Talk about a stock that is going up in smoke. British American Tobacco (M) Bhd’s (BAT) latest quarterly results were a shocker, as not only did its net profit drop by about 30% from a year ago, but sales volume also saw a 7.7% drop in the first quarter of its 2016 financial year compared with the fourth quarter of last year.
The company in its filing to Bursa Malaysia said contract manufacturing volumes registered a large decline, resulting in a total reduction (cigarettes and non-cigarettes) of 36.2% versus the same period last year, largely attributed to lower demand from the Australian, Philippines, Singapore and Taiwan markets.
The biggest surprise, however, came in the dividend declared. BAT cut the dividend declared in the first quarter from 78 sen a share previously to 55 sen a share in the latest quarter.
The reaction to the shocking decline in profitability and dividends for the company, which has announced plans to sell its plant in Petaling Jaya, has been telling on its share price.
BAT’s stock, which has been treading water around the RM55 mark for much of this year, saw a huge plunge in its share price this past week.
Selling was sparked by the lower profit and dividends, as BAT’s share price plunged 16.21% from Monday’s close to a low of RM45.88. That is its lowest close since December 2012.
For investors who have owned BAT stock through the years, the steep decline in the business and share price is shocking. Among the blue chips, BAT has always been “bluer than blue” for its defensive nature. But the changes in the dynamics of the industry have sent a clear signal that regardless of the past, no company is immune to changes in market trends.
What has hurt BAT has been the steep increase in excise duties that has seen the price of cigarettes soar in recent years. Obviously, the decline in the volume of cigarettes sold shows there is a point in the inelasticity of its business, where smokers will say it’s too costly to continue with the habit.
The other problem it faces is not only smokers switching to vaping but also the illicit trade. Both have flourished at the expense of the legal industry.
The sell calls now being levied at BAT show that the investing industry does not think its previous valuations will hold in view of lower profits and dividends going forward. With margins being affected, BAT’s place as a dividend payee is not in doubt, only the amount it will declare. With that in mind, the adjustment process to the new normal for the cigarette giant might have some way to go.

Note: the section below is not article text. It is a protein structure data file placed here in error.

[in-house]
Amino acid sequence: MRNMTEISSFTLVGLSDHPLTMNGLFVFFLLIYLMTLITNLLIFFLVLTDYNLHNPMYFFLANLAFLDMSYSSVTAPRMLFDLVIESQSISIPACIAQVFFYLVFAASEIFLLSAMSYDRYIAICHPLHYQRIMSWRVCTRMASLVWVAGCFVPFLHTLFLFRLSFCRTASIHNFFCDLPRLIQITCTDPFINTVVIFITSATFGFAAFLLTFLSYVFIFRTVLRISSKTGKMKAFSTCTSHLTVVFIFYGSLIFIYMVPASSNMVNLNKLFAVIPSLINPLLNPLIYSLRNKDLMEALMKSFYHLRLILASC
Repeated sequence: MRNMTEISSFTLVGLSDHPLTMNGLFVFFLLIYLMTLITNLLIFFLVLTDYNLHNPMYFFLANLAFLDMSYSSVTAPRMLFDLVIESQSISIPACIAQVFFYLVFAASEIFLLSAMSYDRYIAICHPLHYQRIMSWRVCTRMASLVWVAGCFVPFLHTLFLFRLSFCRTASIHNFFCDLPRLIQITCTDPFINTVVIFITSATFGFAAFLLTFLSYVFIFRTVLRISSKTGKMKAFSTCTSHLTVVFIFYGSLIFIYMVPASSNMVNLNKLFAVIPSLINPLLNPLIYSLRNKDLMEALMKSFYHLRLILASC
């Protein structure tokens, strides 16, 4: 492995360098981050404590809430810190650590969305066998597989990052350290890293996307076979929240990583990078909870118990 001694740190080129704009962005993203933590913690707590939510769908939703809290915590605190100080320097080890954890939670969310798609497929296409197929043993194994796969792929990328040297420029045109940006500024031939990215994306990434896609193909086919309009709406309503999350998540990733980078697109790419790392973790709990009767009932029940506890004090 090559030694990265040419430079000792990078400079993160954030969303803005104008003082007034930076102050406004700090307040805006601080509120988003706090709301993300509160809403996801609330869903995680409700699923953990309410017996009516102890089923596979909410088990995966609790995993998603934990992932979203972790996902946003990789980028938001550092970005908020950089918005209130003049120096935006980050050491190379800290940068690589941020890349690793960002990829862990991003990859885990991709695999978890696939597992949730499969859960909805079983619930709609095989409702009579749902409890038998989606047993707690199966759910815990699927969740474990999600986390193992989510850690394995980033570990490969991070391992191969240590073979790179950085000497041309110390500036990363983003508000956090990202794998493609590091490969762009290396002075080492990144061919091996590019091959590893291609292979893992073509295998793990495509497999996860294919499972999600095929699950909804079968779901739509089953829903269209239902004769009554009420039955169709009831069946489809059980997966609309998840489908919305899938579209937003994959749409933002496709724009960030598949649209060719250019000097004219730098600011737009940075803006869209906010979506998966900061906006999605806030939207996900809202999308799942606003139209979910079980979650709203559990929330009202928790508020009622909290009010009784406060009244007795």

Sona warrant, punters delight
Sona Petroleum Bhd’s warrants have been actively traded in recent times. Even after Sona’s shareholders rejected the company’s proposed maiden acquisition on Tuesday, the warrants have seen active trade, albeit at prices which indicate that there are more sellers than buyers.
Still considering that the trading volumes were high in the last three days, it shows that there are investors wanting to buy the warrants, even at the lowest 0.5 sen value. What do they expect? They are clearly betting against the odds.
Following the rejection of the qualifying asset (QA) by Sona’s shareholders, the company said it will be moving to return the funds given to the company to its shareholders.
However, going by the rules, Sona has until July 29 to secure approval for its QA before it is in danger of being liquidated. So, there is still a slim chance that it could pull this off.
It has been well-documented that special-purpose acquisition companies (SPACs) like Sona have seen the entry of many yield-seeking investors keen on exercising the cash-back option present in these companies.
One way out for Sona is for it to find a big investor to buy out the shares held by yield seekers and to vote the QA through.
Another is if oil prices continue to rise and the asset becomes attractive enough for some of the existing shareholders to rethink their decision of not supporting the deal.
That’s clearly what those buying the warrants are banking on. At 0.5 sen, it is a cheap bet and one that can potentially give high returns. At most, they will lose 0.5 sen per share.
The odds, though, are stacked against the punters. Aside from the tight deadline, Sona also has to ensure that it can still pursue the Stag Oilfield asset, offshore Western Australia for US$25mil (RM96.8mil).